MIDNIGHT MAN STV Thursday, 9pm AMY WINEHOUSE: WHAT REALLY HAPPENED Channel 4 Tuesday, 10pm FLOOD STV Sunday, 8.05pm, Monday, 9pm
LAST week I was moaning about how there weren't enough good dramas about journalists. Not enough good dramas about good journalists or even good dramas about bad journalists. The situation was so dire that I was willing to tolerate a bad drama about a good journalist – the worst-possible combination. Then along comes Midnight Man.
This has all the makings of an excellent drama about a good journalist who went bad (ratting on a source who then committed suicide) and is now trying to redeem himself by unmasking a state-sponsored death squad. What is even more remarkable is that it stars James Nesbitt and I don't usually like him.
Actually, that's not quite true. I respected him on Never Mind The Buzzcocks for not storming off when Simon Amstell teased him relentlessly about his commercials (in themselves, pretty relentless). That seemed like the finest performance of his career and maybe he's drawn on the humiliation for Midnight Man because it requires him to demonstrate the same calmness under pressure, and the same conviction.
Written by David Kane, this is a thumping conspiracy thriller set in the aftermath of Iraq where there are careers to be made – money as well, to say nothing of the political advantage – in promoting an atmosphere of fear and loathing about the terrorist threat. Catherine McCormack is mixed up in it; I've had a soft spot for her ever since she made her debut in Braveheart and survived. Reece Dinsdale as head of anti-terrorism is truly terrifying. But it's Nesbitt's show as Max Raban, a journalist who has been reduced to rummaging through celebrity refuse in the hope that he might win back his old job.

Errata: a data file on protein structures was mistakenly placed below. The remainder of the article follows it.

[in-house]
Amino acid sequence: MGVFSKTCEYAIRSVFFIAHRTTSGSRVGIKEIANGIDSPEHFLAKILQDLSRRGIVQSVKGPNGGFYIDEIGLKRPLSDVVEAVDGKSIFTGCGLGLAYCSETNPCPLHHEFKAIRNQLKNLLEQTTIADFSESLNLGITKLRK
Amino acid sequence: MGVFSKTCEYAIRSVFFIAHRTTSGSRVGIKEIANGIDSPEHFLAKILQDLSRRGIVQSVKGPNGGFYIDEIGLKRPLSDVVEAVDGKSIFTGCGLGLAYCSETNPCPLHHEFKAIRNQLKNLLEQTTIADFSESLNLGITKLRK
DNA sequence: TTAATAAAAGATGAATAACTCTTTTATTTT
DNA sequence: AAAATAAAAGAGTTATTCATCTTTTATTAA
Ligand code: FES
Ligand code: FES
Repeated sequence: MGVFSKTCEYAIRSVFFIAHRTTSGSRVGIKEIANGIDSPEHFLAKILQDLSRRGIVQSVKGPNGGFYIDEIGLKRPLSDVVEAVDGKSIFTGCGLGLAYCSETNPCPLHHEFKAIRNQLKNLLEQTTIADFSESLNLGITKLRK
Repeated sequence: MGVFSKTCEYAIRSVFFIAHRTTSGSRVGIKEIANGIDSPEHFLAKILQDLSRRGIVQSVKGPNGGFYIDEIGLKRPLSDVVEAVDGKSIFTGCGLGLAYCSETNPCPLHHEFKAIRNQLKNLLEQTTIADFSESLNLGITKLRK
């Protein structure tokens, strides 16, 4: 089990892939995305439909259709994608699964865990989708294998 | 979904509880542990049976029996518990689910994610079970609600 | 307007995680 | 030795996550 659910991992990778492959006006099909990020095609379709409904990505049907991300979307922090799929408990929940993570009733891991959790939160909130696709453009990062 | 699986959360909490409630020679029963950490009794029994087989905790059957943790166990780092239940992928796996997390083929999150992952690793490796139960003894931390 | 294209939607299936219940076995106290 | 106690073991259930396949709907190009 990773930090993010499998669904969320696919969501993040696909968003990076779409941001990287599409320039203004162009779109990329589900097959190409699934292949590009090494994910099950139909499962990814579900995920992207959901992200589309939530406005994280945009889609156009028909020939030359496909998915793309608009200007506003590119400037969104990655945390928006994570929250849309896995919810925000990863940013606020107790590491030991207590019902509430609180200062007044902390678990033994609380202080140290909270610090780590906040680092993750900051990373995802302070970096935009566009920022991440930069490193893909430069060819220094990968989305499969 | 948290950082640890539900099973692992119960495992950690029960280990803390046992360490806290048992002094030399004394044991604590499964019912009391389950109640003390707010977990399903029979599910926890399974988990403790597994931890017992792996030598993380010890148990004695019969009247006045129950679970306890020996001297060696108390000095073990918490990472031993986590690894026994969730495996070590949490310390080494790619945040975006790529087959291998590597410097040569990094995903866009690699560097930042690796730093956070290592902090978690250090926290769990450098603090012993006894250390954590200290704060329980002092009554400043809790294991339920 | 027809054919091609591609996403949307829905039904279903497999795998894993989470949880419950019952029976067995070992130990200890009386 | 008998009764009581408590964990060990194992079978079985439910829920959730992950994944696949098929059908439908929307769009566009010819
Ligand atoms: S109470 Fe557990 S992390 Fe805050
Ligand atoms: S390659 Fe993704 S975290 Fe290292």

When he returns to his flat with the bin bags, they actually improve its appearance. Subsisting on Pot Noodles, permanently dressed in a grubby mac and hat, he has a phobia of daylight and can only go out at night. So he hangs out around snooker halls and lap-dancing bars to wait for The Big One – the maximum 147 break of scoops, the Albanian-with-the-big-knockers of exclusives.